You can actually look to short this market, set your stops above the high of the price rejection and see if the market can retest back the swing low!
Of course, now you're clearly trading against a trend...
You want to be more aggressive with your trade management.
So, if the market shows signs of reversal that the trend is about to continue itself.
You want to bail out of the trade quickly.
This is the type of trade that is more of a hit-and-run.
You want to see if the market can quickly come downward.
If it doesn't, you're out of the trade.
And this is how you go about shorting at the highs of Double Top.
You wait for the market to show its hand by forming a reversal candlestick pattern, like shooting star, engulfing pattern, et cetera.
When is the best time to short the breakdown of the Double Top
Let's talk about how most traders would do it...
They see a Double Top, then it comes down, breaks this so-called neckline or support, and go short.
It's not wrong, but if you think about this…
Where are you going to put your stop loss?
Chances are you would put it all the way above the top.
It's going to be pretty darn wide to have a large stop loss when you're trading the Double Top.
Also, quite often what you'll see is that you see a strong momentum move coming into an area of support.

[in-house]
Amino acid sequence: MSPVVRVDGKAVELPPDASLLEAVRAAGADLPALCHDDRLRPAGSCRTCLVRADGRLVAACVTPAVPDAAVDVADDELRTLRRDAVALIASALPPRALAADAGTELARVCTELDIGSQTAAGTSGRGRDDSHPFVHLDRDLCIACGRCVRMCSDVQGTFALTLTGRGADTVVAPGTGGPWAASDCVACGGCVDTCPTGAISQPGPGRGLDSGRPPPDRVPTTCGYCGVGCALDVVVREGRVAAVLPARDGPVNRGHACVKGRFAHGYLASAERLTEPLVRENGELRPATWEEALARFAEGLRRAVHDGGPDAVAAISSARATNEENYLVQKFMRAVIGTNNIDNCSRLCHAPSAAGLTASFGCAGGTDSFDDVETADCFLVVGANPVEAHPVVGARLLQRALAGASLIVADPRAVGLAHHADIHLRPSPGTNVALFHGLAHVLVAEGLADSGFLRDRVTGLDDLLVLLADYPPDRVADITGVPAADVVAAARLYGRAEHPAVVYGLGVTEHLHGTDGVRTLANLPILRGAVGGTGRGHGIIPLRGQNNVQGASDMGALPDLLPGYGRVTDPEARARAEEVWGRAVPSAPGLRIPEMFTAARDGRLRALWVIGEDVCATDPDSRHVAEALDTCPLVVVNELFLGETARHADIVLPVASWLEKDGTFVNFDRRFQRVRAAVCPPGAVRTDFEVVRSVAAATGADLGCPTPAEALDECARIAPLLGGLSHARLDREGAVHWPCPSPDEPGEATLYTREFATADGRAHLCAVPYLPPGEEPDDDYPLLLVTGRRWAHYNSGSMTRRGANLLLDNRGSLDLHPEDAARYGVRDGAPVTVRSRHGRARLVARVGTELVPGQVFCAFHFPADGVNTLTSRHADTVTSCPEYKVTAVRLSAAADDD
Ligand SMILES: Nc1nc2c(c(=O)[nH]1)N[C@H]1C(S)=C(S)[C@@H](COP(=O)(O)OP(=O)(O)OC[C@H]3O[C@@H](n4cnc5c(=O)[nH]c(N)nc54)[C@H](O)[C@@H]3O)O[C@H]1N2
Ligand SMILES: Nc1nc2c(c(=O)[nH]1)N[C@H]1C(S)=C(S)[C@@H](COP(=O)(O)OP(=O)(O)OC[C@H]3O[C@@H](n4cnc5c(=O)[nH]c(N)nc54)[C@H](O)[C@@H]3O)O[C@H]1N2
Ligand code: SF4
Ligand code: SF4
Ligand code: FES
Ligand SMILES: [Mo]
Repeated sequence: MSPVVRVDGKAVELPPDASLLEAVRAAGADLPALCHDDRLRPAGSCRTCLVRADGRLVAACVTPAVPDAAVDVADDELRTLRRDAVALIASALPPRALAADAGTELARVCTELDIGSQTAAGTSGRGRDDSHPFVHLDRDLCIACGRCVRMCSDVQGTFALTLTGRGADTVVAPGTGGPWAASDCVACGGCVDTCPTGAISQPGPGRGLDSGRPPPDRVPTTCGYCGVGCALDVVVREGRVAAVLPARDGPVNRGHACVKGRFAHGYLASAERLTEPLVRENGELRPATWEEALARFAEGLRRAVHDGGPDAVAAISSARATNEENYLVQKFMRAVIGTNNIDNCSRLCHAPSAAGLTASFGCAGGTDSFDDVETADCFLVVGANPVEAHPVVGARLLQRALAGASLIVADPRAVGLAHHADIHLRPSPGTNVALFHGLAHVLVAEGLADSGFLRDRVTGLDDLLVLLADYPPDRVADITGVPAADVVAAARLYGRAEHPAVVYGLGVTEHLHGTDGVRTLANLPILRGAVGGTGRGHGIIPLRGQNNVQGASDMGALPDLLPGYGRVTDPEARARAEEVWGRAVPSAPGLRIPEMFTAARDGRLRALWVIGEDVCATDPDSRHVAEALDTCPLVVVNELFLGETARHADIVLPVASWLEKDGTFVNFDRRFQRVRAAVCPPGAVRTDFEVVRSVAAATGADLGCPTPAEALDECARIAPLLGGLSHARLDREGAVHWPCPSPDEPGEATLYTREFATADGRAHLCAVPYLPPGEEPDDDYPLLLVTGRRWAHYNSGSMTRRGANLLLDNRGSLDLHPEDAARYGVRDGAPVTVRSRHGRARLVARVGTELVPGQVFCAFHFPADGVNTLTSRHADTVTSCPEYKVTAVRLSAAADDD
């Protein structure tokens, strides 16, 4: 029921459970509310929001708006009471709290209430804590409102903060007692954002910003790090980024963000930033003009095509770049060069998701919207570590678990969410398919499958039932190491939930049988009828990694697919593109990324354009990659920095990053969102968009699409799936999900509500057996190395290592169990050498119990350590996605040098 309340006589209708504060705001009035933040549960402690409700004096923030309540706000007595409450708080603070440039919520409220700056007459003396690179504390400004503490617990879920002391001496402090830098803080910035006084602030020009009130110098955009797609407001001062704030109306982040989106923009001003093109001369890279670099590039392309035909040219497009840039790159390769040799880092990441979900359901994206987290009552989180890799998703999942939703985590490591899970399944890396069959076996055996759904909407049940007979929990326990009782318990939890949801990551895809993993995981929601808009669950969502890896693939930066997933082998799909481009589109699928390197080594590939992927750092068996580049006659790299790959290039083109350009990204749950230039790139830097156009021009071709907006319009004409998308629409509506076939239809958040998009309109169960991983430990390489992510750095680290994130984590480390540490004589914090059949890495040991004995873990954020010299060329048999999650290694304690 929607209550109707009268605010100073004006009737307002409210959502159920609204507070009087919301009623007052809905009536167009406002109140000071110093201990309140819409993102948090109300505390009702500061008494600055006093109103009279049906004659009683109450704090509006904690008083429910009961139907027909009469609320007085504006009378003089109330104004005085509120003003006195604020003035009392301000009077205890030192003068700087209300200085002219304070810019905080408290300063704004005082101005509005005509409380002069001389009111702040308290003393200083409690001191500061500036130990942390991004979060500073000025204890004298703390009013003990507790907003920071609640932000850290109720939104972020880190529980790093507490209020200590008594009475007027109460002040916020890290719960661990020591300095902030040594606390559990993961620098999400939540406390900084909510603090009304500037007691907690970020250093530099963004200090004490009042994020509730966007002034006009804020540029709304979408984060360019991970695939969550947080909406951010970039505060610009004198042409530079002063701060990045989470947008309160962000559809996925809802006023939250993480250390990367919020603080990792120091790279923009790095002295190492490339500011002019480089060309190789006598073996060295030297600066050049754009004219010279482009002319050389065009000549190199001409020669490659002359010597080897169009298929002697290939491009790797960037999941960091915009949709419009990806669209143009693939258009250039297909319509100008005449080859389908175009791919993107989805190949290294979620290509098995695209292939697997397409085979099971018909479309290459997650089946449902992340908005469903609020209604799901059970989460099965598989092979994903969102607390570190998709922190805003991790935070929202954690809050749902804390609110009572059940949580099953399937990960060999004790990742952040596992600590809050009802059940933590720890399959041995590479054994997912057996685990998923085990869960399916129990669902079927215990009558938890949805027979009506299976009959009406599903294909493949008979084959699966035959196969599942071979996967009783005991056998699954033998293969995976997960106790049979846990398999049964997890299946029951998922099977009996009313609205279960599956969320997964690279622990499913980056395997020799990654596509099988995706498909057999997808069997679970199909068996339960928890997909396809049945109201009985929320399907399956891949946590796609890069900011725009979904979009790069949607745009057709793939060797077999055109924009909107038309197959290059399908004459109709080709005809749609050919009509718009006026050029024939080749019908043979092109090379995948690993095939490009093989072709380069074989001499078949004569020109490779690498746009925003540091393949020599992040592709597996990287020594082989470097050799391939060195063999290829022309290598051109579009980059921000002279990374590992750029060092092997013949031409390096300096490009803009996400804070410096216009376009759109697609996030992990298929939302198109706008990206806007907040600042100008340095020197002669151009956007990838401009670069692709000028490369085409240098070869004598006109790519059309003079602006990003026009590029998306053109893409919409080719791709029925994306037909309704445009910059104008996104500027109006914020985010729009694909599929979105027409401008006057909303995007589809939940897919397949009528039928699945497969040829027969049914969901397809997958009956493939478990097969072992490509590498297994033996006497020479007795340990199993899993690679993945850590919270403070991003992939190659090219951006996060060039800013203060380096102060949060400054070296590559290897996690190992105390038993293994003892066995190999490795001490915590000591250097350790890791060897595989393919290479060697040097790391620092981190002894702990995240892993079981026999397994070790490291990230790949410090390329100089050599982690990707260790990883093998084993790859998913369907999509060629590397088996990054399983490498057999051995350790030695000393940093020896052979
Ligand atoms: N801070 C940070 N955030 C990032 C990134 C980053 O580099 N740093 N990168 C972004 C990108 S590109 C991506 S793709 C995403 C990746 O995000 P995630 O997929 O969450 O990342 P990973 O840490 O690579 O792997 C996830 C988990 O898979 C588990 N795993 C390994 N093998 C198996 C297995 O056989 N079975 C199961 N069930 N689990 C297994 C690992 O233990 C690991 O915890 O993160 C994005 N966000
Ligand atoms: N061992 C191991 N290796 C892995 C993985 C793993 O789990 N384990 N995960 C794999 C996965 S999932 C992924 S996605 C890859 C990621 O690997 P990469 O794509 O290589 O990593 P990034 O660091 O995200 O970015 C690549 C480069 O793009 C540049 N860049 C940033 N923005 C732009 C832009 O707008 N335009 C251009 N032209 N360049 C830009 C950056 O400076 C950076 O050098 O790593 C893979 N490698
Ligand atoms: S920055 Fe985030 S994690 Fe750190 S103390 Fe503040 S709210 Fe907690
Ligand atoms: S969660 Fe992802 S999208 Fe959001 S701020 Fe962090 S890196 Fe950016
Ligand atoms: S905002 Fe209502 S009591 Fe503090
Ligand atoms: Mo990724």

The market could just as well reverse swiftly back towards the upside.
And you pretty much realize that, "hey, I got short in the lows, man. I feel like an idiot!"
What's the solution to this?
Well, it's very simple...
You want to wait for a build-up to form its support.
What is a build up?
A build-up is simply this:
The market forms a Double Top, then it comes down to the low of support.
Give it some time to consolidate near the lows of support.
This is what I call a build-up.
It looks something like a coil, a very tight contraction.
Volatility has shrunk, so the range of the candle would be smaller than usual.
When you see this pattern, this will now make sense.
Why is that?
Because you can use this as a point of reference to set your stop loss, instead of setting above the highs.
If the market breaks down of this build up you can just simply set your stop loss above the minor swing high, maybe just above it.
Now, your stop loss has a shorter distance, compared to your original one where you place it above the tops.
Which is the one that you want to trade?
Chances are, for me, I always go with this set up with a build-up, a tighter stop loss.
And when volatility contracts it tends to expand afterward.
So, if you ask me, it's better to trade this particular technique.
Instead of watching the market swing into support, having a larger stop loss, and then with the possibility that it could just swing back in the opposite direction.
Usually, when you have a build-up, other traders will long would have their stop loss below the low, and that increases the odds of the trade working out.